Purpose

Enacted in 1976, the Resource Conservation and Recovery Act (RCRA) (1992, 42 USC §§6901-6991i) regulates the transportation, handling, storage, and disposal of solid and hazardous waste. The RCRA was amended in 1984 by the Hazardous and Solid Waste Amendments. Originally conceived as a law to control the disposal of solid waste and encourage recycling, the RCRA's emphasis is the regulation of hazardous waste.

The central mechanism in the RCRA is the manifest system which creates documentation on hazardous waste and monitors the movement of hazardous waste. The RCRA also establishes standards for treatment, storage and disposal facilities, and state hazardous waste programs.

The general objective of the RCRA (§1003[a], 42 USC §6902[a]) is "to promote the protection of health and the environment and [the conservation of] valuable material and energy resources. ..." This objective should be achieved through the development of solid waste management plans and hazardous waste management practices. The RCRA also sets forth a national waste management policy: "wherever feasible, the generation of hazardous waste is to be reduced or eliminated as expe-ditiously as possible. Waste that is nevertheless generated should be treated, stored, or disposed of so as to minimize the present and future threat to human health and the environment" (RCRA §1001[b], 42 USC §6902[b]).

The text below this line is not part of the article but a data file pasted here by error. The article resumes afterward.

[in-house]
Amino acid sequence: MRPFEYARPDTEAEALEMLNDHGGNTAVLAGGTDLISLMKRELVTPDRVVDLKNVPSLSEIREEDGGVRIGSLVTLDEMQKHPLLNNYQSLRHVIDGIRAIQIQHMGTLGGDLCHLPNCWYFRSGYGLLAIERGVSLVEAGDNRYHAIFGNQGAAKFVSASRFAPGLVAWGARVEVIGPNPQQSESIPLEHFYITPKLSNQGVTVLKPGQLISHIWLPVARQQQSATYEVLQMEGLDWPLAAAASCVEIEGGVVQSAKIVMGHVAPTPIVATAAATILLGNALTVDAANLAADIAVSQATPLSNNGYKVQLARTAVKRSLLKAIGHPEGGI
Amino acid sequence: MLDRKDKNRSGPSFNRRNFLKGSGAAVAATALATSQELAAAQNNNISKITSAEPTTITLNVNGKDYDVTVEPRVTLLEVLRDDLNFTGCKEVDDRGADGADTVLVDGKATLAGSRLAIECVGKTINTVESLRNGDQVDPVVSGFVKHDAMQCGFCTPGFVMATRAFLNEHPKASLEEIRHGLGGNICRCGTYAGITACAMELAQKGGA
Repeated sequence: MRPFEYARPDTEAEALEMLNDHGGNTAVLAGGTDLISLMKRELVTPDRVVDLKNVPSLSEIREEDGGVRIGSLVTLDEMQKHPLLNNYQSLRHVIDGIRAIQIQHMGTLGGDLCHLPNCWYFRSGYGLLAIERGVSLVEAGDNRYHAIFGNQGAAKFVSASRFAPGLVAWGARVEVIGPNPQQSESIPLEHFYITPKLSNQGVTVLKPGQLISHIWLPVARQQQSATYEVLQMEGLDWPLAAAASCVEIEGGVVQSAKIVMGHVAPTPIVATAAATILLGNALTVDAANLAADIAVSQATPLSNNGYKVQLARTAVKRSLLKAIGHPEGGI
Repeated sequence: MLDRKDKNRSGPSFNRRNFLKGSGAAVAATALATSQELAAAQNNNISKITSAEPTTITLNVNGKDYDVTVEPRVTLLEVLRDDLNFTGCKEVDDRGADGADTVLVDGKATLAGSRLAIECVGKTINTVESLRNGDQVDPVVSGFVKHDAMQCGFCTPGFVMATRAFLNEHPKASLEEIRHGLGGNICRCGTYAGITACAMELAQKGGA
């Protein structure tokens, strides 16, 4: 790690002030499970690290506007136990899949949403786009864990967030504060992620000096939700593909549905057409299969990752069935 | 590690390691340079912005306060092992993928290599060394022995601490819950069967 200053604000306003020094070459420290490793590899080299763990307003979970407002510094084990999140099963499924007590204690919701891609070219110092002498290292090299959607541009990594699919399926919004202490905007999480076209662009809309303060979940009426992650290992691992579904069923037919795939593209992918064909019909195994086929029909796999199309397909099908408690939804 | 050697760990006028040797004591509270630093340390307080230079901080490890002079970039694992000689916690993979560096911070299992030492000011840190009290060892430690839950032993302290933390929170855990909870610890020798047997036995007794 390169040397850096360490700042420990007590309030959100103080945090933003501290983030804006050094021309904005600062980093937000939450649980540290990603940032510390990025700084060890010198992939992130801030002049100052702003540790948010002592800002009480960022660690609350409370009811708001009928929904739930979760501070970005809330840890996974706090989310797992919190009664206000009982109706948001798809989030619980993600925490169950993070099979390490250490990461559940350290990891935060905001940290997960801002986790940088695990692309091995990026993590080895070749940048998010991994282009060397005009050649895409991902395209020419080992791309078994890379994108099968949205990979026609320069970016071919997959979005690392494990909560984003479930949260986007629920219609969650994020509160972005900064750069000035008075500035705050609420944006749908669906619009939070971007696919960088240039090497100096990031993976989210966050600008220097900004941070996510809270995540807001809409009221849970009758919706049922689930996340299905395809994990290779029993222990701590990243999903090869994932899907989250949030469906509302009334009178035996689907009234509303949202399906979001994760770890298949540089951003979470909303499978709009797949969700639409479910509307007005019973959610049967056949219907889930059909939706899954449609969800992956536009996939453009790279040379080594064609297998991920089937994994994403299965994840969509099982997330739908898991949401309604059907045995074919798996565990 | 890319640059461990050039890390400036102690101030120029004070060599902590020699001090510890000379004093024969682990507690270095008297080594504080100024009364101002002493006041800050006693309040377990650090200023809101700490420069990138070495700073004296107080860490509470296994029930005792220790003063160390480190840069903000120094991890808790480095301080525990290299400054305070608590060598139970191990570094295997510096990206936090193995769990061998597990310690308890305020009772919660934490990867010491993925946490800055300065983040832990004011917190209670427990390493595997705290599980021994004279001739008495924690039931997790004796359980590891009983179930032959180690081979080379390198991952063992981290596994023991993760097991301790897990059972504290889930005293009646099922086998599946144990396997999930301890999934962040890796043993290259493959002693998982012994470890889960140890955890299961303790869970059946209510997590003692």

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Project Earth Conservation

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